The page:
Essay One

Essay Two

Essay Three

First Year

Beginning of week 1

2nd session a week later

End of Week 6

Second Year

Beginning of week 1

2nd session a week later

End of Week 6

Table: 6

Concerns and suggestions raised during data collection of the pilot study.

Three students refused to participate in the study, unless they had given bonus marks. These students were excluded from the study.

The other students who asked for bonus marks to participate in the study were accepted to participate in the study without getting any bonus marks when their tutors explained the importance of the study to the education system in Libya.

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It had been noticed that few students who could write up to 300 words while the others were unable to reach 250 words. The number of words required for the essay writing should be reduced to 150 -200 words.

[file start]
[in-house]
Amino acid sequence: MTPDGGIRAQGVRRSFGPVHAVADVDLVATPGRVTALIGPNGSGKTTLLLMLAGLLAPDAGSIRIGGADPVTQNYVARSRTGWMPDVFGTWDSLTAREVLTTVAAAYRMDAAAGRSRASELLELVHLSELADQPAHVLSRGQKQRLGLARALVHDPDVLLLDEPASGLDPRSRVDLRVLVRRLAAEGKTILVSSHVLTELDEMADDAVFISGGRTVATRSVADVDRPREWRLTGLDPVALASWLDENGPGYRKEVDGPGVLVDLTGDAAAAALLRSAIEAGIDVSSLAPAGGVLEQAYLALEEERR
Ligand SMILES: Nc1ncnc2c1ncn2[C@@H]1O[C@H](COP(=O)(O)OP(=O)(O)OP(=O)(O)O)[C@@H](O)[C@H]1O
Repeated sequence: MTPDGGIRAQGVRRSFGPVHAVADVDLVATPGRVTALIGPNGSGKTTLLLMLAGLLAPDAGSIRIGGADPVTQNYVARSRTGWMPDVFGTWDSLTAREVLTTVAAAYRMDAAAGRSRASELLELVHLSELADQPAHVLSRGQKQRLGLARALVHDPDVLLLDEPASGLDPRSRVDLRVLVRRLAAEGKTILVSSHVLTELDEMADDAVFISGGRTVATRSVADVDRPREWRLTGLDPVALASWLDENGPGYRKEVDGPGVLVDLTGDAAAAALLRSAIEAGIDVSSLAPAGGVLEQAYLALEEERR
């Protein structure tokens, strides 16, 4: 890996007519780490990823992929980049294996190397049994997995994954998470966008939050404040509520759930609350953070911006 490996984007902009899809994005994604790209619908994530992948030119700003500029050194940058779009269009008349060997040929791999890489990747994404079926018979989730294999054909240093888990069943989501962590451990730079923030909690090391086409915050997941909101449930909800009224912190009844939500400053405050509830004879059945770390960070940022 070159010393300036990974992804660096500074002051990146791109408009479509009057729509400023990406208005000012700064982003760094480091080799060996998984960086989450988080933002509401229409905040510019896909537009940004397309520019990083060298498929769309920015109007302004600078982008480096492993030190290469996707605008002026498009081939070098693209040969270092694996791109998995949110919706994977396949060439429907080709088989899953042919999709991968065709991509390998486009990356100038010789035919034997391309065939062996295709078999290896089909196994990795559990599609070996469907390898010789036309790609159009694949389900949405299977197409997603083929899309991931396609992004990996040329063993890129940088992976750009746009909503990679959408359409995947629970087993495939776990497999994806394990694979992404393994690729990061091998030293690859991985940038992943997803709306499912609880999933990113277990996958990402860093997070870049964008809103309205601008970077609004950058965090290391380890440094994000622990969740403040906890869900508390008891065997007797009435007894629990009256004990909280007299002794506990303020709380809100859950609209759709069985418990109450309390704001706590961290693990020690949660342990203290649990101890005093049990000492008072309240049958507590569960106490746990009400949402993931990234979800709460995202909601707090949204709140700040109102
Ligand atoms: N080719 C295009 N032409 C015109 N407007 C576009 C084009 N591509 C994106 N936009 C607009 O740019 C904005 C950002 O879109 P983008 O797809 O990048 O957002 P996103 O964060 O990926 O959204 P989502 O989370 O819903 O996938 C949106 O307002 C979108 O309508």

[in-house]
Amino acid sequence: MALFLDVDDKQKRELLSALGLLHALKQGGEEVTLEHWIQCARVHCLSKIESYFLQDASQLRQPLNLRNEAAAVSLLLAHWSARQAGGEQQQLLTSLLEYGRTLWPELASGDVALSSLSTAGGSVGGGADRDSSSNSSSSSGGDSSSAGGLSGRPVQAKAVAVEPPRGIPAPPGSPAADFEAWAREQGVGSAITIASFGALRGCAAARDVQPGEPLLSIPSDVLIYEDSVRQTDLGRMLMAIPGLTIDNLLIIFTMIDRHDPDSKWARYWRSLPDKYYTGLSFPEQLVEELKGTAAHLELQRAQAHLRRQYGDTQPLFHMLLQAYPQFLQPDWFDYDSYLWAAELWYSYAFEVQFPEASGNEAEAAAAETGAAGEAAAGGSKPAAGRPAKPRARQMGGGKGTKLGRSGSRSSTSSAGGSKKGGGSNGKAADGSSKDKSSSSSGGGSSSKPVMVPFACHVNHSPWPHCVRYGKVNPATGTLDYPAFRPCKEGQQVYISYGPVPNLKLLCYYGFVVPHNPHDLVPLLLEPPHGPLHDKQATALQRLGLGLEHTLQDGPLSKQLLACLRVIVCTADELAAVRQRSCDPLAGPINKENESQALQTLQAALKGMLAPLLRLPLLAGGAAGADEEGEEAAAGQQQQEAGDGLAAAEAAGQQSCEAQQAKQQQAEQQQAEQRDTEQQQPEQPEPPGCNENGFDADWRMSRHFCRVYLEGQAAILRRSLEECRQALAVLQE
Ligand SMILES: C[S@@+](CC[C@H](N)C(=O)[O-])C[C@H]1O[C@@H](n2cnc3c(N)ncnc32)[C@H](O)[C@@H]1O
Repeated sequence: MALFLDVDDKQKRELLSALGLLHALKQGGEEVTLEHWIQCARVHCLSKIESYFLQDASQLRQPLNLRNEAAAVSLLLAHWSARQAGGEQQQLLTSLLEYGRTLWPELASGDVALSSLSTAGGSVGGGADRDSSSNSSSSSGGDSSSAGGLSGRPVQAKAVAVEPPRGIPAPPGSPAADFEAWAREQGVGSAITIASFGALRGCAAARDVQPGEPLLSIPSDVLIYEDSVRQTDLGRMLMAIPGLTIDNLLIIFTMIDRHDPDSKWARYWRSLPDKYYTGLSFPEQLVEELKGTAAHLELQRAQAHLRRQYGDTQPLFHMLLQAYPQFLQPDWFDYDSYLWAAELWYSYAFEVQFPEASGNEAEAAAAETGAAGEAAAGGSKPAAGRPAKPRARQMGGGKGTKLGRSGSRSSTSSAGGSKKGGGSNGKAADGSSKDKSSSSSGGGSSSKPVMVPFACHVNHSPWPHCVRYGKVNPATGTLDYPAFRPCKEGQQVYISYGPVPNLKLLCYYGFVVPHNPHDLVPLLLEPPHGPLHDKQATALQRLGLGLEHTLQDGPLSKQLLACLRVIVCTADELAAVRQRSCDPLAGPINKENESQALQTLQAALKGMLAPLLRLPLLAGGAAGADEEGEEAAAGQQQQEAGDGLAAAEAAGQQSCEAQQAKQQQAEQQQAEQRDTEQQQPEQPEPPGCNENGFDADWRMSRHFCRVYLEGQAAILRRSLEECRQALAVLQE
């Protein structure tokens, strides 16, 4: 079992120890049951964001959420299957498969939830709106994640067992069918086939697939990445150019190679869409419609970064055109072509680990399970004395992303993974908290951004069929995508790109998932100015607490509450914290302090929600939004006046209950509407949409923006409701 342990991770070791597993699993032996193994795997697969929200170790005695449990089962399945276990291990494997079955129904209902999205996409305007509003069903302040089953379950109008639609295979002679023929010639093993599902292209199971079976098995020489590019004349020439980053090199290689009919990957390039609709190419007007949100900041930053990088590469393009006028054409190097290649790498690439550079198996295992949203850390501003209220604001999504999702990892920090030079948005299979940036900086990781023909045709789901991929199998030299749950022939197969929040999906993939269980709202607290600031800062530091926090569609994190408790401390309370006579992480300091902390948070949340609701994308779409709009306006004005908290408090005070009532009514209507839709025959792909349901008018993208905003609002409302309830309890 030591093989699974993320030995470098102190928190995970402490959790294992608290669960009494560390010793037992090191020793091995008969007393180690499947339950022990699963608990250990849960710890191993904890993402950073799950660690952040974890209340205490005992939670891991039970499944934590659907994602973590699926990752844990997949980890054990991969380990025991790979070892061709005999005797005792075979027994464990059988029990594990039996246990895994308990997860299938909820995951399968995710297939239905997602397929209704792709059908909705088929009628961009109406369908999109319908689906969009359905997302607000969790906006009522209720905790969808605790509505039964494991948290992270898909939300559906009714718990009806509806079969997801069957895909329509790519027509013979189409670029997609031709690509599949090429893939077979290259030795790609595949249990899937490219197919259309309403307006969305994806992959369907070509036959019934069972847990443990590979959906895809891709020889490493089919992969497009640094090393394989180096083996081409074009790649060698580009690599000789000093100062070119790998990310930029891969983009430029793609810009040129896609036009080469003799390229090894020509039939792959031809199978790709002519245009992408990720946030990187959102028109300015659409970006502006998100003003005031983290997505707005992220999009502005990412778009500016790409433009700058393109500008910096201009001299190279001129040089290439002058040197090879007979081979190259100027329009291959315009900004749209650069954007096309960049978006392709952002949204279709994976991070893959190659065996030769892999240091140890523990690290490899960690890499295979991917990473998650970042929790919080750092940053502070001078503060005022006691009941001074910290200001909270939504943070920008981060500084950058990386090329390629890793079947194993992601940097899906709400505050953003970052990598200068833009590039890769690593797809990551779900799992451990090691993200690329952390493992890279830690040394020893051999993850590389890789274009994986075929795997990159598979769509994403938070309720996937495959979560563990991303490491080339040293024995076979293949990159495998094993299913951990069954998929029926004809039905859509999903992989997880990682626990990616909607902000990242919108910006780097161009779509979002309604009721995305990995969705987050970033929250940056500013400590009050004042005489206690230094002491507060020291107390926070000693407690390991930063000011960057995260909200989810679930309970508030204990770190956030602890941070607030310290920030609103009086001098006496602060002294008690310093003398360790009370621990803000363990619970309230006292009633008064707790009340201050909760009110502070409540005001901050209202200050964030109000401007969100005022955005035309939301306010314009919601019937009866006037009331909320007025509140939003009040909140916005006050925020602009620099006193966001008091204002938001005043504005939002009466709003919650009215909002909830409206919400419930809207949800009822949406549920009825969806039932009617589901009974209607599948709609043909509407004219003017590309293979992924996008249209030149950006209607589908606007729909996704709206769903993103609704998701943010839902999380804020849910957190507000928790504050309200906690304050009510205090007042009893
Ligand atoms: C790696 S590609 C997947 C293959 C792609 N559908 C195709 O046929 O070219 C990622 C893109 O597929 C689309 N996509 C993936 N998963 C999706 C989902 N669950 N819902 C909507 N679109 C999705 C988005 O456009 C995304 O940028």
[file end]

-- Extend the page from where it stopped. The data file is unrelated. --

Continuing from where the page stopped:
Two students were unable to finish their essay within the 90 minutes and asked to give them extra time. I negotiated the issue with their tutor, and we agreed that the 90 minutes given is adequate and fair enough for low level students to write their essay in-class sessions. Those two students had written more than 150 words in total and thus 90 minutes are enough.

Few students show no interest writing their essay insufficiently as they wrote few lines. After their tutors had assessed these essay drafts, and I was told that they did not do their best. I suggest that the final essay draft should be assessed based on the exam so the students would show their effort towards the quality of their writing.